The Roof is what protects and covers the entire structure; there is a saying; no roof, no house (taken no doubt from a similar saying about horses). And, it's true.
If the roof leaks, or is installed incorrectly, to fly away on the next windstorm, then you have no house - it will quickly rot and become unlivable.
2x4 lumber strapping is nailed onto each truss - this gives a good strong base for the next step of the metal; but first, the roofing felt is stapled on underneath each piece of metal roofing.
The other part that is crucial for the strength of the roof is to tie it all together with a fascia board.
Mike did this part single handed - he's very meticulous, and took extra care to make it all perfect.
With a roof this size, and uncertain weather, the tarps were in constant motion - peeled back to work on a particular part, then re-attached for protection overnight.
But then, the tarps are gradually replaced by the metal roofing; this comes pre-cut to your specifications, and varies in coverage - this is 32" coverage, which means that each piece is 36" wide and overlaps to form a watertight seal.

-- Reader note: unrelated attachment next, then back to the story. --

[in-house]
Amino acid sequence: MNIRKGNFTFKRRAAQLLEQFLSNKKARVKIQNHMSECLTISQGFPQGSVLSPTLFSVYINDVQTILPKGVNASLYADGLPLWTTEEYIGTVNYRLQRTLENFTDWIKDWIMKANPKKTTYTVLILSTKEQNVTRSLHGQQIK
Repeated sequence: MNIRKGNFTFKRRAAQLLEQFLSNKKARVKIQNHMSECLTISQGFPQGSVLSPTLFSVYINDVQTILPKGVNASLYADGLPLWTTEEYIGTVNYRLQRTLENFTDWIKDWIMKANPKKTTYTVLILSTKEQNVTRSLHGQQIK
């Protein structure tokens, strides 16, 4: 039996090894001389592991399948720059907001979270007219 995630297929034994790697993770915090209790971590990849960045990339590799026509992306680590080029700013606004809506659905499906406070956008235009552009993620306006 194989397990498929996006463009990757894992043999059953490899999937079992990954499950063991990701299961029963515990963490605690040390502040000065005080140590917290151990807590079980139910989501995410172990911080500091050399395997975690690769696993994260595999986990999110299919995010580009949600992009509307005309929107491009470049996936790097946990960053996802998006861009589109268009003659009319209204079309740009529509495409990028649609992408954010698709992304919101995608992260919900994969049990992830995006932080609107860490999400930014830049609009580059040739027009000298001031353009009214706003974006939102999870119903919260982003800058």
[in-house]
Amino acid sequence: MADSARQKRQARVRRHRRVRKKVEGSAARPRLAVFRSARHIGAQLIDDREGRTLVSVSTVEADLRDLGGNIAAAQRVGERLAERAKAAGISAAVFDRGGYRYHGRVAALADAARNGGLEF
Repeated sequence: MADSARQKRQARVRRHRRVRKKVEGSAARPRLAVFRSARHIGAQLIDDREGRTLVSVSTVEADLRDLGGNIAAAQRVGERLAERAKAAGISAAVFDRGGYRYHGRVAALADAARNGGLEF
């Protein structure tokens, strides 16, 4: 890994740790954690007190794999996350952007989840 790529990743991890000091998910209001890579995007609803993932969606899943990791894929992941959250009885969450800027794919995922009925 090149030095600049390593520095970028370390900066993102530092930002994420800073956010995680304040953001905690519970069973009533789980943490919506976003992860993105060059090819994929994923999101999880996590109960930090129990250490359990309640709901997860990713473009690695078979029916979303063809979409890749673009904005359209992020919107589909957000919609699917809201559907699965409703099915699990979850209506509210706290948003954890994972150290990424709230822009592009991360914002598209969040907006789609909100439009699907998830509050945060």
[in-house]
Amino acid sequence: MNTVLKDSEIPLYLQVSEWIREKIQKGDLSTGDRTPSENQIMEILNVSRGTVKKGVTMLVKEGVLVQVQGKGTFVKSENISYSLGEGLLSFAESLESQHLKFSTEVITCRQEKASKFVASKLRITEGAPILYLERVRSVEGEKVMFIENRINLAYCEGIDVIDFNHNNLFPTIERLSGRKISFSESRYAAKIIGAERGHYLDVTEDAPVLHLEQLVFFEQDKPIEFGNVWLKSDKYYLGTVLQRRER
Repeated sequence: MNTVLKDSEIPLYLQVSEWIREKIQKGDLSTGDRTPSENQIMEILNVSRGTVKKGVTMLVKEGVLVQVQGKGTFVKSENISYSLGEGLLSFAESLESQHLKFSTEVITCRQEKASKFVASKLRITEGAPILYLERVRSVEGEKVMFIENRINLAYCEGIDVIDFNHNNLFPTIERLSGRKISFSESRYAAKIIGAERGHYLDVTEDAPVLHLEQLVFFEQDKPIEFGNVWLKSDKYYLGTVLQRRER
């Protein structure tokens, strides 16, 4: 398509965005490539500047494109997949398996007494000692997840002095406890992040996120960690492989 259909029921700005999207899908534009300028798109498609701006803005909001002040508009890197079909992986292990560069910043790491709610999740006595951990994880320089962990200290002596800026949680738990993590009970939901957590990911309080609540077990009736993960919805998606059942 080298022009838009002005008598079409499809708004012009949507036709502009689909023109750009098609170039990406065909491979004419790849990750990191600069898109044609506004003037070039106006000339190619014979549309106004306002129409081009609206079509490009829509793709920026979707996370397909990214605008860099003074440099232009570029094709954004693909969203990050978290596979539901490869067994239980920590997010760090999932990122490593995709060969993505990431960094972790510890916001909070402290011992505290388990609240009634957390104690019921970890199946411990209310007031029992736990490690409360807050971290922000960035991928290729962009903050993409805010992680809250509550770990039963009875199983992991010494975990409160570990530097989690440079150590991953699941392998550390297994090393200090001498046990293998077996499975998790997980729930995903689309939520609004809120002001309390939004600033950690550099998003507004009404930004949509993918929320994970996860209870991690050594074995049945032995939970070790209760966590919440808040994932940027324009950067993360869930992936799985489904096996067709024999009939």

The final piece of metal roofing is installed - the wood is a 'dummy stick' with markings for the screw pattern. This ensures that each screw goes into a piece of the strapping, not into thin air where it will cause a leak, or it's not attached so the piece of metal will be flipped off by the wind.
Wood heat is great - but it's important to make sure that all your installation is done correctly and to code. The inspection of the chimney can be the difference between happy contentment, and a burned out hulk. Please do it right!
We installed the chimney on the instructions of the WETT inspector, who then came and gave us a certificate to say we'd done it correctly.
We put in windows at various stages, but all were done after the initial roof was installed. Doors were important too.